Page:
However, it is far from assured that the option is open: every remaining EU nation and the four EFTA states (Iceland, Norway, Switzerland, Liechtenstein) would each be able to veto it. That’s 31 vetoes.
There’s a serious chance that one or more of these countries will hold up the deal for their own ends. It is dishonest for either side to propose the Norway option as if it were easily attainable. At the very least, the other EU and EFTA countries will try to stop Britain gaining the kind of power that could muck up the EU. This means there will be alterations to what we think of as the EEA option.
The most obvious new conditions forced upon Britain in the event of attempting to join the EEA are:
1) continued budget contributions at current levels, and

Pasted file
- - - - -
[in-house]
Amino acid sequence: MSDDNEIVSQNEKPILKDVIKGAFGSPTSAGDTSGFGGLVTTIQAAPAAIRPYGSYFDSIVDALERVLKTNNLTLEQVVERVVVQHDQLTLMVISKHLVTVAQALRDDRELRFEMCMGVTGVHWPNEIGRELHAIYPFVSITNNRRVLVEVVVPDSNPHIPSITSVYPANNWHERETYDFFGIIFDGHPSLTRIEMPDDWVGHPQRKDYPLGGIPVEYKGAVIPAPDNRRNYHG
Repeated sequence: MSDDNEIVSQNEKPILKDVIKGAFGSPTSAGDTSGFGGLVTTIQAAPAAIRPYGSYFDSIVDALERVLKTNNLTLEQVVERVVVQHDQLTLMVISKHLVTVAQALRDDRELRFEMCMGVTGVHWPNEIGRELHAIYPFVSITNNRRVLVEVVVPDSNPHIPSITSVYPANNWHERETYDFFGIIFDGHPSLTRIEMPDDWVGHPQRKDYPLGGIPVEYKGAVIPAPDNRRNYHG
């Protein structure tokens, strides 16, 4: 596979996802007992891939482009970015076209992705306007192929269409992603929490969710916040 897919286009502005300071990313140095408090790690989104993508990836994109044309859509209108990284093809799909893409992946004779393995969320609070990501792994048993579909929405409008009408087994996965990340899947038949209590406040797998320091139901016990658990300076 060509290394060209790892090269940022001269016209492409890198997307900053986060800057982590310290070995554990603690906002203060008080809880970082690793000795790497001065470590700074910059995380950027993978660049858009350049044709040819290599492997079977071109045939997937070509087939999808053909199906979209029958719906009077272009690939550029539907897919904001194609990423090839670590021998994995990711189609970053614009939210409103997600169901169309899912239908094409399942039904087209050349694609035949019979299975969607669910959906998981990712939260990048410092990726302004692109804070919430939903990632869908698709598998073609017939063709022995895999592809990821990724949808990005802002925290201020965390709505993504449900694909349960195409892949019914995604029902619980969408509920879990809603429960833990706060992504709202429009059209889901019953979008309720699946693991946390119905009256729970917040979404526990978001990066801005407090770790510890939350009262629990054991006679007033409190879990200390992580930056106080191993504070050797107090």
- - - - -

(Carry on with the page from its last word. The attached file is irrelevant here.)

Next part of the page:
2) a removal of the EEA clause that allows an ‘emergency brake’ on the free movement of people, and
3) a moratorium on Britain using the ‘Right of Reservation’ veto power in the EEA treaty for a number of years, or without the other EFTA-EEA states’ support
These requirements would not be fatal to the deal, but would bring the EEA option even closer to Britain’s current situation, so less attractive to Leavers concerned with migration controls or absolute sovereignty.
It should also be noted that every single current piece of single market legislation would stay in place in the UK. Not only would there be no red tape bonfire, there would be not even a candle burning, while the Brussels pipeline would continue to pump out rules that we would be legally obliged to adopt. Again, this would help economic continuity.
The Norway option is supported by group of eurosceptics bound together as the Leave Alliance (LA) whose members are united behind a distinct plan for leaving the EU. The full-length version of this is known as Flexcit (Flexible Exit and Continuous Development), is over 400 pages, while the 48 page short version is entitled ‘The Market Solution’.